MEDIEVAL CHARM OF LUBEK
The tour bus smoothly passes the Holstein Gate, which has been guarding the entrance to Lübeck since the Middle Ages, and arrives at the city moat. It looks like an ordinary bus, but a duty ring is fixed in the cabin. Why is he here? This will become clear in a moment, when the bus suddenly slides out into the water, turns around and swims along the Trave along the cafes and shops, from which the gentle aroma of marzipan spreads along the embankments. The little boy on a scooter will freeze in surprise and drop the ice cream, without even noticing the loss.
Indeed, the amphibian bus looks somewhat strange in the middle of the Hanseatic Gothic, but Helge Gabriel, director of the city shipping company, hopes that it will become a symbol of Lübeck, a city with almost 900 years of history. Built in Holland, the bus cost the city a tidy sum – more than one million euros. He began traveling and swimming in Lübeck in May 2017. In Germany, he is the only one, and the idea of the chairman of the city parliament Gabriele Schopenhauer spied in Boston. Now this sum is to be returned to the tourists: for an hour of the excursion, you need to pay EUR 24.50 to an adult and 16.50 to a child. Book a trip better through the Internet. Discounts are available when purchasing combined tickets, for example with a marzipan show.
Marzipan first appeared in Lübeck in 1530. And in the 1800s, when sugar beets were grown everywhere in Germany, the production of treat was put on a grand scale. The city has patented the “Lubeck noble marzipan”, which can only be made in this area according to a specific recipe: 90 percent marzipan mass and 10 percent sugar.
Now, six companies produce marzipan from Mediterranean almond in Lübeck, and only products from Spanish Toledo and Calissones from French Aixan Provence can compare with them in Europe. You don’t have to run to the most famous marzipan shop Nideregger, you can look at the Marzipan Store ice-cream parlor at the Holstein Gate (Holstenstrasse, 40) or into the shop three blocks to the left, if you stand with your back to the same gate (An der Untertrave, 98 ). There you can buy “potatoes” and marzipan bread, and even a marzipan fight for pennies – it’s as if “Red October” was selling broken chocolate at a reasonable price.
Every day several dozen tons of marzipan are produced in Lübeck. If desired, it would be possible to build a marzipan city from it, but Lübeck is made of red brick. It is better than other German cities in World War II, so since 1987 the historical center with the main buildings, including the Town Hall, the Cathedral, and the Holstein Gate itself, is on the UNESCO World Heritage List.
Looking at all these sights is better from above. Taking the elevator to the tower of the church of St. Peter, from a height of 50 meters you will also see ships on the River Trave and the “House of Buddenbrooks” – a museum opened in the family house of writers Thomas and Heinrich Mann in Mengshrass, 4. It is life in Lübeck and history Nobel laureate Thomas Mann described his family in the novel Buddenbrooks. After the Second World War, only the facade remained from the house, but the architects managed to restore the building.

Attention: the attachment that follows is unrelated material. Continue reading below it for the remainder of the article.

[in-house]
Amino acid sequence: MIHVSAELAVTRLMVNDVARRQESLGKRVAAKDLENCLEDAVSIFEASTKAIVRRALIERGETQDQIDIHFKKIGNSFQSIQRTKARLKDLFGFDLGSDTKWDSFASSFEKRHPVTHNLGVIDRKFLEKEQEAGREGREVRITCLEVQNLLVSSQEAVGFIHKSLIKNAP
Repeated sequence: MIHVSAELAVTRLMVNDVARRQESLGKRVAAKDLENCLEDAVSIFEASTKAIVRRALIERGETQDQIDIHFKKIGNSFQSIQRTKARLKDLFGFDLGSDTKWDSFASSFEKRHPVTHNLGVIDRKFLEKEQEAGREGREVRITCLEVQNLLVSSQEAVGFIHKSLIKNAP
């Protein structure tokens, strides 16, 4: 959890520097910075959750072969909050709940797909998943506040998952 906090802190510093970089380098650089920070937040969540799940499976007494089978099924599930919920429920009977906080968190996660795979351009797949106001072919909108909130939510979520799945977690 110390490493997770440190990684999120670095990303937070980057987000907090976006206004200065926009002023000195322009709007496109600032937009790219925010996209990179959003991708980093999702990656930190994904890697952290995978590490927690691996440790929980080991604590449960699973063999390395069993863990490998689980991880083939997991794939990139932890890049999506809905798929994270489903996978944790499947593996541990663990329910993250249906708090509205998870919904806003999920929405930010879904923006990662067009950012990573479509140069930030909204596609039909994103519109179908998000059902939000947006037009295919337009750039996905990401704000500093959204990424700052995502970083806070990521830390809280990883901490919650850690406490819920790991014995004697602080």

A few years ago, the house of another Nobel laureate, Günter Grass, a writer, sculptor and graphic artist, was turned into a museum. Until 2002, at 21 Glockengisershtrasse, was located the Kurt Tater wine-boutique Wine-Castell, which then moved to a neighboring house. Gunter Grass invented bottle labels with his drawings and funny names for a number of European wines from the store. He always worked standing up, wrote by hand, and then reprinted his novels on a typewriter. In the digital age, the writer did not trust the computer, believing that the language simply turns into a mass of text, and he needed to feel the words with his hands, like clay, from which he also molded.
In the house-museum there are more than a thousand drawings, lithographs, watercolors and manuscripts of the author. August 26, 2017 in Lübeck will host a night of museums, in which the houses of the Nobel laureates will take part.
In good weather, you can see the Baltic coast and the largest hotels from St. Peter’s Church. Travemünde, one of the oldest German seaside resorts with a wide sandy beach, is only a quarter of an hour by train. The resort’s business card is the four-masted barque Passat, built over a hundred years ago at the shipyard in Hamburg. Until the end of October, you can climb the most ancient lighthouse in Germany, which has now become a museum. It was first mentioned in 1330, in 1534 it was destroyed by Danish troops, and five years later the Dutch were restored. Built in 1972 next to the lighthouse, the new Maritim hotel blocked it, so the signal light was transferred to the roof of the hotel.
No German resort is complete without “strandcoreb” – a “beach basket” in the form of a wicker lounge chair. In 1882, the basket-keeper Wilhelm Bartelmann invented it specifically for one venerable lady who arrived in the Baltic to treat rheumatism.